The language spider sometimes bites you in an unexpected way!
by Stephan Joubert
Language really is something, right? Just as you’re thinking you said the right thing, in your very best language, you realize you are gravely mistaken. Different words simply have different meanings for different people. Not even to mention different languages… I’ve put my foot in it by using Afrikaans language in Holland — since it’s such a close derivative of their native Dutch. I’m involved on a part-time basis with the Radboud University in Nijmegen. I spend about a month per year there among the fourth happiest people in the world (like a recent study by the UN on happiness found).
To my detriment, I have realized that dead-simple, decent Afrikaans words stop these good and happy Dutch folks dead in their tracks. On one occasion, I bumped into a student when exiting a lift. I immediately said: “Verskoon my!” This is the normal Afrikaans phrase for “Excuse me!” but it has the Afrikaans word for clean as its root. Oh dear, and I’ve tried to condition myself to never use this phrase in the land of the happy ones. If I did they might just fall back to fifth happiest in the world, right there and then. Immediately the student gave me a shocked stare, while I tried and explain that I actually speak Afrikaans and not Dutch. I stuttered that the true meaning of this phrase in Afrikaans, and apologized for any wrongdoing. All she heard was that my dirty nappy needed to be cleaned. That’s what “Verskoon” means in Dutch — to “clean” or change a baby’s nappy.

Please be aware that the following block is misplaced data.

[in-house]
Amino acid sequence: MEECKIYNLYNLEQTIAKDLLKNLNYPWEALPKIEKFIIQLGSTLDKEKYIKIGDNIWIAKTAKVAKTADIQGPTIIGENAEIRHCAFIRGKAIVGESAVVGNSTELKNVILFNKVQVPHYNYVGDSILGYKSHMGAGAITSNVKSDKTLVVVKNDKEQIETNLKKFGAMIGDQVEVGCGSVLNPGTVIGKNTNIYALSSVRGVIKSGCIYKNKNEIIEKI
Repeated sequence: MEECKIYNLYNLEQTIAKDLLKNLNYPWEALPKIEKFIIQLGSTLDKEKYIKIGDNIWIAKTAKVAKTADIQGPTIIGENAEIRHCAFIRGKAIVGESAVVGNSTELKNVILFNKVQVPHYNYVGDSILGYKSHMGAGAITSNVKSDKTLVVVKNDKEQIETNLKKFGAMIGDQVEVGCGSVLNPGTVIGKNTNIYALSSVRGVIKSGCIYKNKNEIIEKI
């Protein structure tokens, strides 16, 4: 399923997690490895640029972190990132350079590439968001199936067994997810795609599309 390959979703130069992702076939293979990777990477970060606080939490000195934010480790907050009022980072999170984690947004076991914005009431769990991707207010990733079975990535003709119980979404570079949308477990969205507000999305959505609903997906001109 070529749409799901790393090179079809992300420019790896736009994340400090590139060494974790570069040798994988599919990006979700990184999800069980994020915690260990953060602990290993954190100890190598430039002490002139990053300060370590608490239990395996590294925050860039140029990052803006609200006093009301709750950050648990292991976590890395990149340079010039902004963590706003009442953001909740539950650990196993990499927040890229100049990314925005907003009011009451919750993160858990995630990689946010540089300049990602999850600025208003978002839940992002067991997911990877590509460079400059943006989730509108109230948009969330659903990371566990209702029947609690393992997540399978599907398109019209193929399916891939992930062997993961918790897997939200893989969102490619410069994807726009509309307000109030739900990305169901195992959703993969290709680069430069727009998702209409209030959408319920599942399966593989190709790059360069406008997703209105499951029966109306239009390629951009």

Language easily gets stereotypical. It keeps us captive in the ice age. It freezes us. Further, we’re lazy to adopt new language. Shakespeare was one of the brave ones who created about 400 new words for fresh use in his mother tongue. Still, the average English first-language speakers uses merely 20,000 of the hundreds of thousands of words in the British language.
On religious turf, we also constantly get stuck in hackneyed language. We speak the same anxious phrases over and over and use the same words in all our songs, sermons and bible studies. Maybe that’s why we just read the same bible texts over and over and aren’t open to new voices in the bible. Or open to fresh insights. Without new language we’re going nowhere. We become life-long prisoners of our preferred religious language, which prevents us from experiencing God’s grace and closeness in crackle-fresh new ways. This is why G.K. Chesterton’s words made such a great impression on me. He made the following remark somewhere about people who are caught up in their own safe little social environment: “It is that they cannot see the problem itself because they have no language for it.”